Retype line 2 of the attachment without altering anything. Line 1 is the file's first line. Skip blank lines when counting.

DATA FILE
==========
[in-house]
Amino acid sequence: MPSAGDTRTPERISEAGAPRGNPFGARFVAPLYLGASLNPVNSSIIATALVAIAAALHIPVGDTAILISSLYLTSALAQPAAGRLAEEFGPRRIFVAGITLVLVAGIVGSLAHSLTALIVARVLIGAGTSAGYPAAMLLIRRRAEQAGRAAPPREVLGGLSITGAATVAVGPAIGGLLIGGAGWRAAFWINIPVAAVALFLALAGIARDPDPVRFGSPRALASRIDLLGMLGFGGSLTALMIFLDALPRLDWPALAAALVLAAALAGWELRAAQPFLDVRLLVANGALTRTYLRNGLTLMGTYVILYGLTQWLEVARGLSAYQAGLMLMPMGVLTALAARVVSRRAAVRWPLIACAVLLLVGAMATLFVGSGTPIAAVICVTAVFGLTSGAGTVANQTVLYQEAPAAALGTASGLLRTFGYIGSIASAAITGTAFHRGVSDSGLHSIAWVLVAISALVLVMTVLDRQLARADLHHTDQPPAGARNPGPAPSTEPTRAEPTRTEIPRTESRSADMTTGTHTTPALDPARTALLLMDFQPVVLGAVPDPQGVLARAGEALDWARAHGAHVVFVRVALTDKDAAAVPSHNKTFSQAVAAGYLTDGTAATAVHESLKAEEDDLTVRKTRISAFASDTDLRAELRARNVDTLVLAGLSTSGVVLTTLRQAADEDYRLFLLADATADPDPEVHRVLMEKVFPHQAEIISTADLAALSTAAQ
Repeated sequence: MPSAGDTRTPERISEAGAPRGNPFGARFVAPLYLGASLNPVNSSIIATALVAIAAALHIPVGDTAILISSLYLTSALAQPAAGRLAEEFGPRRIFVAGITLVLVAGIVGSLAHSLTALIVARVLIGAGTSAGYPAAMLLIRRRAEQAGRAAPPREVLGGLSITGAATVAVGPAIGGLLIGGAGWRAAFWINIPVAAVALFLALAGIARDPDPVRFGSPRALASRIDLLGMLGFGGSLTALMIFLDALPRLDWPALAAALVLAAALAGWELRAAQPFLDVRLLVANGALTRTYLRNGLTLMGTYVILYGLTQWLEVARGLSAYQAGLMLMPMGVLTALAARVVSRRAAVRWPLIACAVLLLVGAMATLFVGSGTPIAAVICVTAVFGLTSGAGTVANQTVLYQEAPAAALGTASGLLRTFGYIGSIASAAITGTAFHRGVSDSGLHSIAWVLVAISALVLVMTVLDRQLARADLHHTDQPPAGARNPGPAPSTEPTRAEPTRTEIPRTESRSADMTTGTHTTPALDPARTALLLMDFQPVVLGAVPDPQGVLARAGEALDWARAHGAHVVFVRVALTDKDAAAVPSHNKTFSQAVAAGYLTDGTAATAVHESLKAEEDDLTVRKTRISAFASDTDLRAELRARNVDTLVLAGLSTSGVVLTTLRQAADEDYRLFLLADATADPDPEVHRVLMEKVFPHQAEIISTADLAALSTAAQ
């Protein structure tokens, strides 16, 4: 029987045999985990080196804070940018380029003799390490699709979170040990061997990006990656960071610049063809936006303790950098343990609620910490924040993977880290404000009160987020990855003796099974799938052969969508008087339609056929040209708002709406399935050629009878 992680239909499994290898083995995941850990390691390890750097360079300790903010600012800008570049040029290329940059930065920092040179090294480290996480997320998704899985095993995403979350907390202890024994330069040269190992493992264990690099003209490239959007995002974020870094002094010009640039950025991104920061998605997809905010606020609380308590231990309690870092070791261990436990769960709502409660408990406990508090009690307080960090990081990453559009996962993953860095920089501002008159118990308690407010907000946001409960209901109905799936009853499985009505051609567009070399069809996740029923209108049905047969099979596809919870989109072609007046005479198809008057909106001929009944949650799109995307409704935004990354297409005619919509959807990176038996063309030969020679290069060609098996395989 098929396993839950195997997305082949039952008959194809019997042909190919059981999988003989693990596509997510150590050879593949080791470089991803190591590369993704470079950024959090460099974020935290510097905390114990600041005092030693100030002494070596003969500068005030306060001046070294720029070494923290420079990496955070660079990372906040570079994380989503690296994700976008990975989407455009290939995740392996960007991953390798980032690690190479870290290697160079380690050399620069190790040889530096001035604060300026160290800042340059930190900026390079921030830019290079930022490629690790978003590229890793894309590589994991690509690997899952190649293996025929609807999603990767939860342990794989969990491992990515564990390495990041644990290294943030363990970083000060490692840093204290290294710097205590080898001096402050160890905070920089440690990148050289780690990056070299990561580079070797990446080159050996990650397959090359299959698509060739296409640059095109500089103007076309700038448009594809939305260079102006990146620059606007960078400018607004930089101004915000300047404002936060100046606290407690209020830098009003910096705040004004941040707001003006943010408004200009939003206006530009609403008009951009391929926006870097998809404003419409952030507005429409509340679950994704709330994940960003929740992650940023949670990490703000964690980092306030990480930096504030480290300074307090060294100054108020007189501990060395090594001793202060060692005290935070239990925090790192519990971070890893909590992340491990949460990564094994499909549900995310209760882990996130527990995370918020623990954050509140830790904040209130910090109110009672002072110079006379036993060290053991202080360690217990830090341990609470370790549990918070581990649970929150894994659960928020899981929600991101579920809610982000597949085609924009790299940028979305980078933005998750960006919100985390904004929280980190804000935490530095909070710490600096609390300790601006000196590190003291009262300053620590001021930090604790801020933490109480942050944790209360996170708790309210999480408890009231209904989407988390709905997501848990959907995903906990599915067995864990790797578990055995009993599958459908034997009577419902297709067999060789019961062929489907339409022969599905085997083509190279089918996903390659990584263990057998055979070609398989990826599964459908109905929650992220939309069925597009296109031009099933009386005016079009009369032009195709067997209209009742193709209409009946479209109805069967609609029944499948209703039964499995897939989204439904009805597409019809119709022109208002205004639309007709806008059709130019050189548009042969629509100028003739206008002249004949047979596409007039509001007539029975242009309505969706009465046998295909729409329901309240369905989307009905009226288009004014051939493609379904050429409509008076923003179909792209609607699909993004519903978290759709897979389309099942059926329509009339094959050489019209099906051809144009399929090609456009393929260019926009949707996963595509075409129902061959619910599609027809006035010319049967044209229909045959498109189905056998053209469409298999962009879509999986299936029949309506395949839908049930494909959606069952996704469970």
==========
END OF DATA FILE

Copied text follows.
Amino acid sequence: MPSAGDTRTPERISEAGAPRGNPFGARFVAPLYLGASLNPVNSSIIATALVAIAAALHIPVGDTAILISSLYLTSALAQPAAGRLAEEFGPRRIFVAGITLVLVAGIVGSLAHSLTALIVARVLIGAGTSAGYPAAMLLIRRRAEQAGRAAPPREVLGGLSITGAATVAVGPAIGGLLIGGAGWRAAFWINIPVAAVALFLALAGIARDPDPVRFGSPRALASRIDLLGMLGFGGSLTALMIFLDALPRLDWPALAAALVLAAALAGWELRAAQPFLDVRLLVANGALTRTYLRNGLTLMGTYVILYGLTQWLEVARGLSAYQAGLMLMPMGVLTALAARVVSRRAAVRWPLIACAVLLLVGAMATLFVGSGTPIAAVICVTAVFGLTSGAGTVANQTVLYQEAPAAALGTASGLLRTFGYIGSIASAAITGTAFHRGVSDSGLHSIAWVLVAISALVLVMTVLDRQLARADLHHTDQPPAGARNPGPAPSTEPTRAEPTRTEIPRTESRSADMTTGTHTTPALDPARTALLLMDFQPVVLGAVPDPQGVLARAGEALDWARAHGAHVVFVRVALTDKDAAAVPSHNKTFSQAVAAGYLTDGTAATAVHESLKAEEDDLTVRKTRISAFASDTDLRAELRARNVDTLVLAGLSTSGVVLTTLRQAADEDYRLFLLADATADPDPEVHRVLMEKVFPHQAEIISTADLAALSTAAQ